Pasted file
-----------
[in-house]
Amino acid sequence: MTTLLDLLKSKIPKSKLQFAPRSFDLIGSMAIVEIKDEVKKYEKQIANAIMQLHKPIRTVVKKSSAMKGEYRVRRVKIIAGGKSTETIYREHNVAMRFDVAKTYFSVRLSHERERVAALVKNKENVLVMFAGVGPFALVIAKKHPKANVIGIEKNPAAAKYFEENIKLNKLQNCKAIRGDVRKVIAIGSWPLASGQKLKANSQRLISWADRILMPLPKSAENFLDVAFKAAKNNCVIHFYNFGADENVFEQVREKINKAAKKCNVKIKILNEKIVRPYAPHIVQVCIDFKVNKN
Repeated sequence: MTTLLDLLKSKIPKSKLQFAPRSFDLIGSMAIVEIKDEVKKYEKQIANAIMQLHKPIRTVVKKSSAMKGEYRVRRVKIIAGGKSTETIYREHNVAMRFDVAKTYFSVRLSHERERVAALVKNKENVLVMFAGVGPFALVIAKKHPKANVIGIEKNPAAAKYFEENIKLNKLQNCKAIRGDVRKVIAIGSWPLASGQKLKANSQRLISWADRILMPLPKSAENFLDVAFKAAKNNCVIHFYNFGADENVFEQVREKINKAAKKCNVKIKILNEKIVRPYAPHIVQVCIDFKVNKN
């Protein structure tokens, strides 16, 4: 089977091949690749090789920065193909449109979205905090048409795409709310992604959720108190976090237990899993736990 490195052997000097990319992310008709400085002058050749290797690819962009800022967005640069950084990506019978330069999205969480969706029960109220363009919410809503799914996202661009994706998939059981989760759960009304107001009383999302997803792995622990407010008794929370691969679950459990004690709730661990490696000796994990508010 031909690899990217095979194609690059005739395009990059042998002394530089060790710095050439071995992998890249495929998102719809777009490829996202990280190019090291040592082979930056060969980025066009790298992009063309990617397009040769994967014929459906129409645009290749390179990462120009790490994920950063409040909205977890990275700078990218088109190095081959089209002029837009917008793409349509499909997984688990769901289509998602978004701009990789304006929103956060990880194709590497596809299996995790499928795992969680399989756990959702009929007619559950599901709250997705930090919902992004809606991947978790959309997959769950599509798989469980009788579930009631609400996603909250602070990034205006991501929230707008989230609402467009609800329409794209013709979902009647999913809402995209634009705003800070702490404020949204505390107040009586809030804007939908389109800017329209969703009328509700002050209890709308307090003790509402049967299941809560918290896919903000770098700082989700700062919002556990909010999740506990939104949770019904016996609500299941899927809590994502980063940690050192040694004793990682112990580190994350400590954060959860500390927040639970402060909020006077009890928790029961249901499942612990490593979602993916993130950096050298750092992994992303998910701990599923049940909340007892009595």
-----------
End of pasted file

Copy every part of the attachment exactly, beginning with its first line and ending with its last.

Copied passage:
[in-house]
Amino acid sequence: MTTLLDLLKSKIPKSKLQFAPRSFDLIGSMAIVEIKDEVKKYEKQIANAIMQLHKPIRTVVKKSSAMKGEYRVRRVKIIAGGKSTETIYREHNVAMRFDVAKTYFSVRLSHERERVAALVKNKENVLVMFAGVGPFALVIAKKHPKANVIGIEKNPAAAKYFEENIKLNKLQNCKAIRGDVRKVIAIGSWPLASGQKLKANSQRLISWADRILMPLPKSAENFLDVAFKAAKNNCVIHFYNFGADENVFEQVREKINKAAKKCNVKIKILNEKIVRPYAPHIVQVCIDFKVNKN
Repeated sequence: MTTLLDLLKSKIPKSKLQFAPRSFDLIGSMAIVEIKDEVKKYEKQIANAIMQLHKPIRTVVKKSSAMKGEYRVRRVKIIAGGKSTETIYREHNVAMRFDVAKTYFSVRLSHERERVAALVKNKENVLVMFAGVGPFALVIAKKHPKANVIGIEKNPAAAKYFEENIKLNKLQNCKAIRGDVRKVIAIGSWPLASGQKLKANSQRLISWADRILMPLPKSAENFLDVAFKAAKNNCVIHFYNFGADENVFEQVREKINKAAKKCNVKIKILNEKIVRPYAPHIVQVCIDFKVNKN
């Protein structure tokens, strides 16, 4: 089977091949690749090789920065193909449109979205905090048409795409709310992604959720108190976090237990899993736990 490195052997000097990319992310008709400085002058050749290797690819962009800022967005640069950084990506019978330069999205969480969706029960109220363009919410809503799914996202661009994706998939059981989760759960009304107001009383999302997803792995622990407010008794929370691969679950459990004690709730661990490696000796994990508010 031909690899990217095979194609690059005739395009990059042998002394530089060790710095050439071995992998890249495929998102719809777009490829996202990280190019090291040592082979930056060969980025066009790298992009063309990617397009040769994967014929459906129409645009290749390179990462120009790490994920950063409040909205977890990275700078990218088109190095081959089209002029837009917008793409349509499909997984688990769901289509998602978004701009990789304006929103956060990880194709590497596809299996995790499928795992969680399989756990959702009929007619559950599901709250997705930090919902992004809606991947978790959309997959769950599509798989469980009788579930009631609400996603909250602070990034205006991501929230707008989230609402467009609800329409794209013709979902009647999913809402995209634009705003800070702490404020949204505390107040009586809030804007939908389109800017329209969703009328509700002050209890709308307090003790509402049967299941809560918290896919903000770098700082989700700062919002556990909010999740506990939104949770019904016996609500299941899927809590994502980063940690050192040694004793990682112990580190994350400590954060959860500390927040639970402060909020006077009890928790029961249901499942612990490593979602993916993130950096050298750092992994992303998910701990599923049940909340007892009595």